Stock futures, oil prices fall on omicron restrictions

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U.S. stock futures, oil prices, and bond yields fell as investors worried that a rise in Omicron Covid-19 cases would stall economic growth and add pressure to inflation. 

Futures for the S&P 500 tumbled 1.4% Monday. The index fell Friday, notching its largest weekly percentage decline in three weeks. Contracts for the tech-focused Nasdaq-100 shed 1.4% Monday, and futures for the Dow Jones Industrial Average declined 1.4%.

Some countries are imposing restrictions to stem the spread of the Omicron variant as the holiday season starts. The Netherlands on Sunday reimposed a lockdown, with all nonessential shops, bars and restaurants closed until mid-January. Irish Prime Minister Micheál Martin also announced new restrictions. President Biden plans to deliver an update Tuesday on the fight against Covid-19 in the U.S., where cases are rising.

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Trader John Romolo works on the floor of the New York Stock Exchange. (AP Photo/Richard Drew)

The rise in infections has prompted concerns that a new wave is likely to prolong supply-chain disruptions that have elevated inflation.

"We’re really seeing Omicron spread like wildfire, and it’s weighing on sentiment," said Esty Dwek, chief investment officer at FlowBank. "You’re seeing lockdowns instigated in Europe. You’re seeing more and more restrictions and the number of cases is going up so much that even if it’s less severe it could lead to more hospitalizations," which are likely to cause new restrictions that will weigh on growth, she added.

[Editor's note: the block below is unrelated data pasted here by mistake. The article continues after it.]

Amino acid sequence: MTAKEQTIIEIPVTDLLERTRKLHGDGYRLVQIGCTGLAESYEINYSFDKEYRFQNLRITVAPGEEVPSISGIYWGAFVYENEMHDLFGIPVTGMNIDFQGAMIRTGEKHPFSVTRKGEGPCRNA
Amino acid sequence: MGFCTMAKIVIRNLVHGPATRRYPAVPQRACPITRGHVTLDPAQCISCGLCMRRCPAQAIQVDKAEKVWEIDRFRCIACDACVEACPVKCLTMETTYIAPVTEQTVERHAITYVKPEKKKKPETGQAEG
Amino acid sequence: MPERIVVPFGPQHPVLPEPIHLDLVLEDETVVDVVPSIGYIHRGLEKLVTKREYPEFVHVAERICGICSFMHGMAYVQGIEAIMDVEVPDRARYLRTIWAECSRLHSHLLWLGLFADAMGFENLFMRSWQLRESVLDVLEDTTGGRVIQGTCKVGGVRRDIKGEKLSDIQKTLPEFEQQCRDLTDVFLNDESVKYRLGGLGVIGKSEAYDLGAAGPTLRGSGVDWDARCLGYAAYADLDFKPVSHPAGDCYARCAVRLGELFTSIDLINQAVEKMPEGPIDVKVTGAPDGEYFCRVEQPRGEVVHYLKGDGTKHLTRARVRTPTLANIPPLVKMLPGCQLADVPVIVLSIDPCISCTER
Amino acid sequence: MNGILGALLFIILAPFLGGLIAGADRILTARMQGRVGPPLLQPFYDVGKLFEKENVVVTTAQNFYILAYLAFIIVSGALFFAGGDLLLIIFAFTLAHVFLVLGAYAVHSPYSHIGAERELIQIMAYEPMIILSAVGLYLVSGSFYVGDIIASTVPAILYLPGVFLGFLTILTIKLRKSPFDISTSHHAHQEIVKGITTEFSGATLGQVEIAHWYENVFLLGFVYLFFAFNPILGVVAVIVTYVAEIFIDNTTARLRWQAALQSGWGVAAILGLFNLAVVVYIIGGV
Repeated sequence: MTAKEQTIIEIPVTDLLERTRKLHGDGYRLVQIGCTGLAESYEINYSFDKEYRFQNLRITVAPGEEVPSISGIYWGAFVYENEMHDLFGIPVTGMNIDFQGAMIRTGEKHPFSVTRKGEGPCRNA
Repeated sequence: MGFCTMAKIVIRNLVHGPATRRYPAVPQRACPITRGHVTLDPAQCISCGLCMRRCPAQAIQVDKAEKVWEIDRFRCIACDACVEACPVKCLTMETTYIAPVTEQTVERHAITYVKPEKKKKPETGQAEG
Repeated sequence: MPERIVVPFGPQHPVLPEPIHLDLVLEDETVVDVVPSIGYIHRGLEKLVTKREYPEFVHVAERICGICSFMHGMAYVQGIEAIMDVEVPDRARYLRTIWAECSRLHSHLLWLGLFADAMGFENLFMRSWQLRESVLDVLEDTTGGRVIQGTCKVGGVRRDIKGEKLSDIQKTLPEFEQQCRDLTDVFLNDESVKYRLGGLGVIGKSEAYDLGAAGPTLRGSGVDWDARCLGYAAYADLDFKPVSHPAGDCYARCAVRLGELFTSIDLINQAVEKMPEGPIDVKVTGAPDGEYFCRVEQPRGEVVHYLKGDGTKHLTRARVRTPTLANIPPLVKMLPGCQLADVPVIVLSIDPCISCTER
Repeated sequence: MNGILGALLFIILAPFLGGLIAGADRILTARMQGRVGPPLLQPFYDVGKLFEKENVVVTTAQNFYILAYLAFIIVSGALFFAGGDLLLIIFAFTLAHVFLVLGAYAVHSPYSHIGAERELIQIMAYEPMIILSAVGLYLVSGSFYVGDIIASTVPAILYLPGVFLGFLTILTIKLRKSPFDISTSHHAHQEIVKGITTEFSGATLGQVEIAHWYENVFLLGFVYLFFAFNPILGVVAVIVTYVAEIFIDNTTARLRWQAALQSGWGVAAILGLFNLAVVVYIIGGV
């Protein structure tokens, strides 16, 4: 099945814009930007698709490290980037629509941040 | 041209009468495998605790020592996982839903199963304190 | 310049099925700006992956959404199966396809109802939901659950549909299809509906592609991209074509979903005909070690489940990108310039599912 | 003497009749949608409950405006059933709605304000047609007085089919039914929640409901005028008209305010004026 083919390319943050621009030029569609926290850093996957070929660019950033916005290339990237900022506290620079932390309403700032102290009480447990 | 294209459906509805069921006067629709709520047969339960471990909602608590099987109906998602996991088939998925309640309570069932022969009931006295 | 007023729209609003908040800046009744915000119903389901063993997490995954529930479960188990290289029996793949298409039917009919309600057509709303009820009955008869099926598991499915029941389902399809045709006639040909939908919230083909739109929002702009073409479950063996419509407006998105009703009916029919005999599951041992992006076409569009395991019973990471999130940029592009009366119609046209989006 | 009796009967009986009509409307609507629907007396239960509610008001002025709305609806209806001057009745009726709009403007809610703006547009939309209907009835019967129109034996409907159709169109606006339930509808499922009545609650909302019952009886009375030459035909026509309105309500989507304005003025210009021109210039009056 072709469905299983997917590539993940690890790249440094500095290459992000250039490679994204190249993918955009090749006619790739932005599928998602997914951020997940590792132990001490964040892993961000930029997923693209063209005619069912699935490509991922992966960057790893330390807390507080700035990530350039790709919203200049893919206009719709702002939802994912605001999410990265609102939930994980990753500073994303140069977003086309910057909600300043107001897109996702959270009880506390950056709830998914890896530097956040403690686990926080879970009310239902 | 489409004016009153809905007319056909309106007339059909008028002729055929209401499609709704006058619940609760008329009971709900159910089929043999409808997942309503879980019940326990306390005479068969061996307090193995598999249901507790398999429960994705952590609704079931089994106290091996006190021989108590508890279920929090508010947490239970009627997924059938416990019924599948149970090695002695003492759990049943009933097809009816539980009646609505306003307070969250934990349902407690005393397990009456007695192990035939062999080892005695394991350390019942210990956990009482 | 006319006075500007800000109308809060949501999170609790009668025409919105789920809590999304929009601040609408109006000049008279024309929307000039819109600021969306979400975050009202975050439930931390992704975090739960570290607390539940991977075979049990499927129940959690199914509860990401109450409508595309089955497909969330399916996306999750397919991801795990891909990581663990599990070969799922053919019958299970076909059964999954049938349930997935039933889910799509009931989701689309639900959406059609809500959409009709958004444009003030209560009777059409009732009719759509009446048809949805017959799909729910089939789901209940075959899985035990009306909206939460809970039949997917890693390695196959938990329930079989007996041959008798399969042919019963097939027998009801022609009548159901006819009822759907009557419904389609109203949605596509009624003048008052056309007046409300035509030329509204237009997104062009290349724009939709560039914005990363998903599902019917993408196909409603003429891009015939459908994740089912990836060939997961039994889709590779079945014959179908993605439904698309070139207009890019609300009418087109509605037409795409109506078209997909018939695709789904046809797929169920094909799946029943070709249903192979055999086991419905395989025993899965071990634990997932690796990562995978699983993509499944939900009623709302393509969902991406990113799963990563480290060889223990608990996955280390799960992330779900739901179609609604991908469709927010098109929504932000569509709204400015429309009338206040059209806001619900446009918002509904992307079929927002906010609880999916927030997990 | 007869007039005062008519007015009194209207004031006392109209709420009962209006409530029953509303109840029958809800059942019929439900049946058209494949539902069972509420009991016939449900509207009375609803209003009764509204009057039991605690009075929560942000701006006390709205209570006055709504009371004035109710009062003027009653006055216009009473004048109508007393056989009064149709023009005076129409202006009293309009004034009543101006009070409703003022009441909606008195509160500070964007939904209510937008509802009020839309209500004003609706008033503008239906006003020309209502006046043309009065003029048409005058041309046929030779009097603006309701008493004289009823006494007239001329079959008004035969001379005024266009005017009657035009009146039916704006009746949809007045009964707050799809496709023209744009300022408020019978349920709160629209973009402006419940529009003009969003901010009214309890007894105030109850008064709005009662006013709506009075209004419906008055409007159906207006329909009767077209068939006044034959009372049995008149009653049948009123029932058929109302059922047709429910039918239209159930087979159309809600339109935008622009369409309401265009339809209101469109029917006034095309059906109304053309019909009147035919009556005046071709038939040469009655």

Oil prices fell amid concerns that the spread of the Omicron variant could hurt global economic growth and crimp oil demand. Brent crude futures, the benchmark in global oil markets, declined 3.1% to $71.24 a barrel. 

In bond markets, the yield on the benchmark 10-year Treasury note ticked down to 1.366% Monday from 1.401% Friday. Investors tend to buy government bonds, seen as one of the safest assets to hold, in times of uncertainty, causing bond prices to rise and yields to fall. 

Portfolio managers whose performance is assessed on a year-over-year basis are also likely closing out their positions and locking in gains after a strong year in markets. Despite recent market volatility, the S&P 500 is up more than 20% this year. 

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Also weighing on sentiment, Sen. Joe Manchin (D., W.Va.) said he would oppose his party’s roughly $2 trillion education, healthcare and climate package, likely dooming the centerpiece of Mr. Biden’s economic agenda as currently written.

Overseas, the pan-continental Stoxx Europe 600 tumbled 2.3%. Shares of U.K. food-delivery company Deliveroo added 4.3% in London trading. 

Major indexes in Asia closed lower. South Korea’s Kospi contracted 1.8% and Japan’s Nikkei 225 shed 2.1%. Hong Kong’s flagship Hang Seng Index fell 1.9% to its lowest closing level since March 2020, according to FactSet. 

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China’s Shanghai Composite declined 1.1%. China’s central bank cut the one-year loan prime rate amid a slowing economy that has been dragged by a slump in the property sector.

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